History: We hold these truths to be self-evident, that not all grapes are created
equal, and what's more, riesling is the most unequal of them all, the Überweintraube.
Riesling's one tragic flaw is not found in its intrinsic character, but rather in the impression
conjured up by the images that typically adorn its labels. While effective during the heyday of
the Weimar Republic, swooping black eagles and imposing gothic fonts are generally thought to possibly push the wrong buttons association-wise with the contemporary wine-buying public in search of gracious living. If, on the other hand, an earnest and ardent champion of riesling pursued a kinder, gentler form of world doonimation by wrapping a crisp, potentially aromatic and comparatively dry iteration of the noble grape [which happens to be a peerless accompaniment to all manner of Asiatic and equatorial cuisine] in an aquatic
daydream, that would be a bass of an altogether different stripe.
Bonny Doon Winery
Based in Santa Cruz, heartland of New Age thinking and deferred transition to adulthood, Bonny Doon Vineyard has a not-so surprising history of idealism and innovation. Founded by Randall Grahm in the bucolic hamlet of Bonny Doon, California, in 1983, we’re known for strikingly original wines made from lesser-known (though no less noble) grape varieties, the vinous Ugly Ducklings. Bonny Doon Vineyard made its mark with pioneering work with Rhône varieties, innovative production techniques, and imaginative marketing that has, truth be told, sometimes been too clever by half. Since the adoption of biodynamic farming practices in 2004 and the radical slimming down of product portfolio and case production in 2006 (with a concomitant greater degree of focus and attention to detail), the wines evince a more complex expression of varietal character, a more noticeable sense of organization, and a greater degree of life-force.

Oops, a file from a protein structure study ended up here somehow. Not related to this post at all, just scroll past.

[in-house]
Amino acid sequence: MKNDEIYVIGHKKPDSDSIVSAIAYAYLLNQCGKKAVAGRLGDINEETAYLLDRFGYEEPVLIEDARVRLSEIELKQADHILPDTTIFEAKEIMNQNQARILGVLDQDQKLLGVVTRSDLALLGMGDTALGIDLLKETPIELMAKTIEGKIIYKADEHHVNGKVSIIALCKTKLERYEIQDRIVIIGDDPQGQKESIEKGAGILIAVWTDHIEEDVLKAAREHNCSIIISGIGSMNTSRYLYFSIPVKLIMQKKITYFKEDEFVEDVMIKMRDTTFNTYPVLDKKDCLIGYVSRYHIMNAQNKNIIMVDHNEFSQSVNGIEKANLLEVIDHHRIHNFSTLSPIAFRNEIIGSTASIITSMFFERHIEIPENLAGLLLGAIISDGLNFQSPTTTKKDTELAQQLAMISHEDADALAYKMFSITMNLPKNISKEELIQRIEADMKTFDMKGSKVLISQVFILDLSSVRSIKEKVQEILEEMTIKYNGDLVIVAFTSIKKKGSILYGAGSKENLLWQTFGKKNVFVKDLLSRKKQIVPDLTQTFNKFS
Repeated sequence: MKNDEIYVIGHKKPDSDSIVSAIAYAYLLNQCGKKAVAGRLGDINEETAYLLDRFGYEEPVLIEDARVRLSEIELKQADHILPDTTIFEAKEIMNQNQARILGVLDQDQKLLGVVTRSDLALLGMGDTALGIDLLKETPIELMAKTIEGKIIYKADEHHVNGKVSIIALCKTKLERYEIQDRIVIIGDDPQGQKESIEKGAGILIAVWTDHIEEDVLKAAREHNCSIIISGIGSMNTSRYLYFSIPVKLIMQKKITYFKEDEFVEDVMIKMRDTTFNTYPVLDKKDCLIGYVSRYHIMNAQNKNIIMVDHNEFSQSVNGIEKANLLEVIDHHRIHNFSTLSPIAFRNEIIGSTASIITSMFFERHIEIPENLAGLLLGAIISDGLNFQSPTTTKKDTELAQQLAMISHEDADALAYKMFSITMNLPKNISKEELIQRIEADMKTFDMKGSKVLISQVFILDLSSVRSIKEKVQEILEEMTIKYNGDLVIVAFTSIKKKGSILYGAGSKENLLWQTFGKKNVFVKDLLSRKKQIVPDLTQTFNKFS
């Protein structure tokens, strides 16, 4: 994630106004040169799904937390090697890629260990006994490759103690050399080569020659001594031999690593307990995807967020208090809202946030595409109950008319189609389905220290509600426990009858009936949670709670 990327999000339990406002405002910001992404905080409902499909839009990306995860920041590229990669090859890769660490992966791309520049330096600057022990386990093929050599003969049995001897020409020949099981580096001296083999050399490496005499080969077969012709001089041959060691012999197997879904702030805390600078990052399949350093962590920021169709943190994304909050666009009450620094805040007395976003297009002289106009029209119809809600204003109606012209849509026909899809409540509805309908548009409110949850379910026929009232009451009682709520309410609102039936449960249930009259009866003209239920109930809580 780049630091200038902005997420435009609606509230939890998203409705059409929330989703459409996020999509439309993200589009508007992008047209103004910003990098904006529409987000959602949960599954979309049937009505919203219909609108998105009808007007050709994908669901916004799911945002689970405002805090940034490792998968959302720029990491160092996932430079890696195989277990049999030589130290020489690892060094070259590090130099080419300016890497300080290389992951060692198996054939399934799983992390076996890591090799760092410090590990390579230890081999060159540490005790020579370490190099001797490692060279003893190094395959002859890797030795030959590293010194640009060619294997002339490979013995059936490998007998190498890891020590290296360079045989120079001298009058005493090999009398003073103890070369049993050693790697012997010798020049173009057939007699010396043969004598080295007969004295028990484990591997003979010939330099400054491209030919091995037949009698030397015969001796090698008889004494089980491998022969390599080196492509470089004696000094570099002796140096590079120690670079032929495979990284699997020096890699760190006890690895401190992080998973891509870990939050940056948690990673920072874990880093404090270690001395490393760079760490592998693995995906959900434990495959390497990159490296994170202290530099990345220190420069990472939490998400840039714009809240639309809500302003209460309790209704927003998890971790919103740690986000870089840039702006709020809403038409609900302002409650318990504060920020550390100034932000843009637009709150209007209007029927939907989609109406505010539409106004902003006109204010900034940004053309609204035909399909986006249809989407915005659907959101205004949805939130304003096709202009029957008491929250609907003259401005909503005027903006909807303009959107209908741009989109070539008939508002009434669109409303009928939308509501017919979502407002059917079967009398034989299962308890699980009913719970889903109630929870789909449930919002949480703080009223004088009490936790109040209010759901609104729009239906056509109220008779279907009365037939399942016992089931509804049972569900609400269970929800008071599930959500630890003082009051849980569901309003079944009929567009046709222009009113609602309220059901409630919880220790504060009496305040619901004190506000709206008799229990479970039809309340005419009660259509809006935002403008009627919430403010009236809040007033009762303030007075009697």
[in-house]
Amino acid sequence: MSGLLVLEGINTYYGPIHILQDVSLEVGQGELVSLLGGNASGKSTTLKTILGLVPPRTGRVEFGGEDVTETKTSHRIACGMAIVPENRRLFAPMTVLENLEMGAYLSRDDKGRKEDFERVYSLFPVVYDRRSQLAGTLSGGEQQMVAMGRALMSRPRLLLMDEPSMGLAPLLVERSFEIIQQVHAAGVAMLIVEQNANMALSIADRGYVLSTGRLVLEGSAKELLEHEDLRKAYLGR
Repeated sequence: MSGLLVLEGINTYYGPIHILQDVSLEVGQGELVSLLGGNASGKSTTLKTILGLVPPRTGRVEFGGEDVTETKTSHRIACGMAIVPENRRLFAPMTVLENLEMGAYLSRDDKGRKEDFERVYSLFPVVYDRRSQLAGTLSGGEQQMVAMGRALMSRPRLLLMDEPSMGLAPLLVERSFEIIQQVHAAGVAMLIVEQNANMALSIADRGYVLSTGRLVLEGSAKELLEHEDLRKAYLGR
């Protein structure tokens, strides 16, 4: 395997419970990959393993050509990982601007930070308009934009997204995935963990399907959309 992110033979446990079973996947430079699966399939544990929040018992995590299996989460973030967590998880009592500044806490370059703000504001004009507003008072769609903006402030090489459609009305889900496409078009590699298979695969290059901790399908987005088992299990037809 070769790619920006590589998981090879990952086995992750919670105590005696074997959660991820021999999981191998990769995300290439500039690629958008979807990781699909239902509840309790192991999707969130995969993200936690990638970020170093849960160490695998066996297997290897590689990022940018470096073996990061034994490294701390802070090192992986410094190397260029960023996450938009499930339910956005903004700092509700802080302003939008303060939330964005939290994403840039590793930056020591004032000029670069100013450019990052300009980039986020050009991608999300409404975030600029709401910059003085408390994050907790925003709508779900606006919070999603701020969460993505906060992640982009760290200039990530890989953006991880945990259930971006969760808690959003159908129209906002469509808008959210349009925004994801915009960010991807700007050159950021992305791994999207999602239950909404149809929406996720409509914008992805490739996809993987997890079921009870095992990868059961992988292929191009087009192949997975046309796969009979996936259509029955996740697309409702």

Come visit our Tasting Room, located at 450 Highway 1, Davenport, CA, about 10 miles north of Santa Cruz. This is a wonderful intimate space that is the perfect venue to enjoy our doon-home wines, even if your home is perhaps Alpha Centauri. We’re here to serve mankind (wines that are out of this world).
View all Bonny Doon Wines
The largest of California's wine growing regions, the Central Coast produces the majority of California's wine. The district sprawls out, covering most of the vineyard land between San Francisco and Santa Barbara. Smaller sub-AVAs of the Central Coast include Monterey Bay, Paso Robles, Santa Ynez Valley, Santa Maria Valley, Santa Cruz Mountains and many others.
Grape varieties range from Pinot Noir and Chardonnay to Cabernet Sauvignon and Zinfandel. Some Central Coast wine is generic, bulk wine that contributes to the high production numbers of the area. But many winemakers and wineries, particular in some of the smaller AVAs, are small production artisans, creating unique and high-quality wine. The great thing about the Central Coast is its diversity - you're able to find a number of grape varieties and styles at a number of different price points.
It's not rare to see a wine's country of origin listed as "California." A country into itself in the wine world, California makes enough varieties and styles to match many European wine countries. It produces a diverse range of wines that span the quality spectrum.
The most famous of the California wine regions is Napa Valley, and these wines are certainly outstanding – but it's not as broad and diverse as its larger neighbor, Sonoma County. Down south, Santa Barbara's Santa Maria Valley is well-known for its Rhône blends, as well as cool-climate varieties like Pinot and Chardonnay. The Central Coast, the largest California AVA, has many different microclimates that lead to a wide range of wines with many sub-AVAs.
Most wine ranges from 10-16% alcohol by volume. Some varietals tend to have higher (for example Zinfandel and Cabernet Sauvignon) or lower alcohol levels (Pinot Noir and many white varietals), but there is always some variation from producer to producer. Some wine falls outside of this range, for instance Port weighs in closer to 20%, while Muscat and Riesling are usually a bit below 10%.
Wine Style Guide
Light & Crisp
Light to medium bodied wines that are high in acid and light to medium fruit. Typically no oak.
Fruity & Smooth
Light to medium bodied wines with lots of juicy fruit, typically medium acid and medium oak.
Rich & Creamy
Full bodied wines that have typically undergone malo-lactic fermentation and/or spent time in oak.